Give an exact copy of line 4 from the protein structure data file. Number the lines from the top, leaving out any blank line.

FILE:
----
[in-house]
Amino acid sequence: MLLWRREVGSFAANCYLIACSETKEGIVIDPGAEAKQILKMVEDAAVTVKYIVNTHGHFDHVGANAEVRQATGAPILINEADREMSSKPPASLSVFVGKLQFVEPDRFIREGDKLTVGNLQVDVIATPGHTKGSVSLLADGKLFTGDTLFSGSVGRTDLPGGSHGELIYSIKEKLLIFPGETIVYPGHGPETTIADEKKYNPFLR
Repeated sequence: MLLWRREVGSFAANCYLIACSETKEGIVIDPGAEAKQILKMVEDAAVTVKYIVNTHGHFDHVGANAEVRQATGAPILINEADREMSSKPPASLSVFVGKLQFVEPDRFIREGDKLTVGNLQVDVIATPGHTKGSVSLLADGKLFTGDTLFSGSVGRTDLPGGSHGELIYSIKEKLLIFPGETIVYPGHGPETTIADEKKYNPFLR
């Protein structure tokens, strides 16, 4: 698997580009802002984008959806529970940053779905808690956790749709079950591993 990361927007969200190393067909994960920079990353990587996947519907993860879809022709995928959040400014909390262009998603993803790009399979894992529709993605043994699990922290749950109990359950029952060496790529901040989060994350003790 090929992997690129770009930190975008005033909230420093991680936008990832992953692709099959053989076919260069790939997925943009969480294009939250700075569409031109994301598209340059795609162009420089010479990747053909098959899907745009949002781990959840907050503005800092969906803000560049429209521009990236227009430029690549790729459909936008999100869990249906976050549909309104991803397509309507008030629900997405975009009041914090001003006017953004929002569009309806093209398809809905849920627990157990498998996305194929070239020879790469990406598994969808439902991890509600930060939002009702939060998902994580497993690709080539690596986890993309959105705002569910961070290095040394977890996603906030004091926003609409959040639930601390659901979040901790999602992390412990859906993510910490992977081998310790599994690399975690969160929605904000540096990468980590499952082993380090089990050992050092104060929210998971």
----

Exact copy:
């Protein structure tokens, strides 16, 4: 698997580009802002984008959806529970940053779905808690956790749709079950591993 990361927007969200190393067909994960920079990353990587996947519907993860879809022709995928959040400014909390262009998603993803790009399979894992529709993605043994699990922290749950109990359950029952060496790529901040989060994350003790 090929992997690129770009930190975008005033909230420093991680936008990832992953692709099959053989076919260069790939997925943009969480294009939250700075569409031109994301598209340059795609162009420089010479990747053909098959899907745009949002781990959840907050503005800092969906803000560049429209521009990236227009430029690549790729459909936008999100869990249906976050549909309104991803397509309507008030629900997405975009009041914090001003006017953004929002569009309806093209398809809905849920627990157990498998996305194929070239020879790469990406598994969808439902991890509600930060939002009702939060998902994580497993690709080539690596986890993309959105705002569910961070290095040394977890996603906030004091926003609409959040639930601390659901979040901790999602992390412990859906993510910490992977081998310790599994690399975690969160929605904000540096990468980590499952082993380090089990050992050092104060929210998971």